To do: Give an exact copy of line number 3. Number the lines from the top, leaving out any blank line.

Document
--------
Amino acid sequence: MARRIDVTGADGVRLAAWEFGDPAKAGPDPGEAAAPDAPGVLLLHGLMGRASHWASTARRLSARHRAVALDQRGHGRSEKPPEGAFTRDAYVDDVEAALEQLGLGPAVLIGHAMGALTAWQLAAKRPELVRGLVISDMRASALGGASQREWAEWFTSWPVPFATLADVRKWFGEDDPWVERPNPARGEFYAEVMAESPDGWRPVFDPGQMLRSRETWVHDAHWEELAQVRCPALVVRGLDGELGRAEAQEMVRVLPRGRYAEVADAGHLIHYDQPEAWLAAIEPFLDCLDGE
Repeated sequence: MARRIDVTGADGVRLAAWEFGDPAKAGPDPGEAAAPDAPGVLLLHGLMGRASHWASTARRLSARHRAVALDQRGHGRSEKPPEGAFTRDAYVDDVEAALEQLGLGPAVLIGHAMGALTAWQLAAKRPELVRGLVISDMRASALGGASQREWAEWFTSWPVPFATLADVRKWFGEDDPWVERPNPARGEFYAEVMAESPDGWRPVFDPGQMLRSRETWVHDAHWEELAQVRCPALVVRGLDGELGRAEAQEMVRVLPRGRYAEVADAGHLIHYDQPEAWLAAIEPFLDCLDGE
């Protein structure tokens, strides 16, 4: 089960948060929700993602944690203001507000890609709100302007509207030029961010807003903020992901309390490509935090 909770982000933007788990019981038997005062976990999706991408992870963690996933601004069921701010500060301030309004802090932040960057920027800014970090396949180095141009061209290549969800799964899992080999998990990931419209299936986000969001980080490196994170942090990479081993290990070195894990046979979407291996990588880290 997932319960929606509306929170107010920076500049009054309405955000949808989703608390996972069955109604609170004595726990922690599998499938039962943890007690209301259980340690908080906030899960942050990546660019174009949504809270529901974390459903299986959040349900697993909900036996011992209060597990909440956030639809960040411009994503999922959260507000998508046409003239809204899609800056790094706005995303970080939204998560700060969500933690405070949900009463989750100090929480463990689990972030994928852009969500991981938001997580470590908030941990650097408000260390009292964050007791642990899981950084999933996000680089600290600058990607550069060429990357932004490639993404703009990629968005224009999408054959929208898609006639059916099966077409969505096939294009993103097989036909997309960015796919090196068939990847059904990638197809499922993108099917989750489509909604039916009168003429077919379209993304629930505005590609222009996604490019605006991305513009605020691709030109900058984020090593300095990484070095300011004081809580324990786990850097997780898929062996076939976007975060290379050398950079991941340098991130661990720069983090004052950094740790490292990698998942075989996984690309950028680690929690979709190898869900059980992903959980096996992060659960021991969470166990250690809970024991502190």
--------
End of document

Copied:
């Protein structure tokens, strides 16, 4: 089960948060929700993602944690203001507000890609709100302007509207030029961010807003903020992901309390490509935090 909770982000933007788990019981038997005062976990999706991408992870963690996933601004069921701010500060301030309004802090932040960057920027800014970090396949180095141009061209290549969800799964899992080999998990990931419209299936986000969001980080490196994170942090990479081993290990070195894990046979979407291996990588880290 997932319960929606509306929170107010920076500049009054309405955000949808989703608390996972069955109604609170004595726990922690599998499938039962943890007690209301259980340690908080906030899960942050990546660019174009949504809270529901974390459903299986959040349900697993909900036996011992209060597990909440956030639809960040411009994503999922959260507000998508046409003239809204899609800056790094706005995303970080939204998560700060969500933690405070949900009463989750100090929480463990689990972030994928852009969500991981938001997580470590908030941990650097408000260390009292964050007791642990899981950084999933996000680089600290600058990607550069060429990357932004490639993404703009990629968005224009999408054959929208898609006639059916099966077409969505096939294009993103097989036909997309960015796919090196068939990847059904990638197809499922993108099917989750489509909604039916009168003429077919379209993304629930505005590609222009996604490019605006991305513009605020691709030109900058984020090593300095990484070095300011004081809580324990786990850097997780898929062996076939976007975060290379050398950079991941340098991130661990720069983090004052950094740790490292990698998942075989996984690309950028680690929690979709190898869900059980992903959980096996992060659960021991969470166990250690809970024991502190």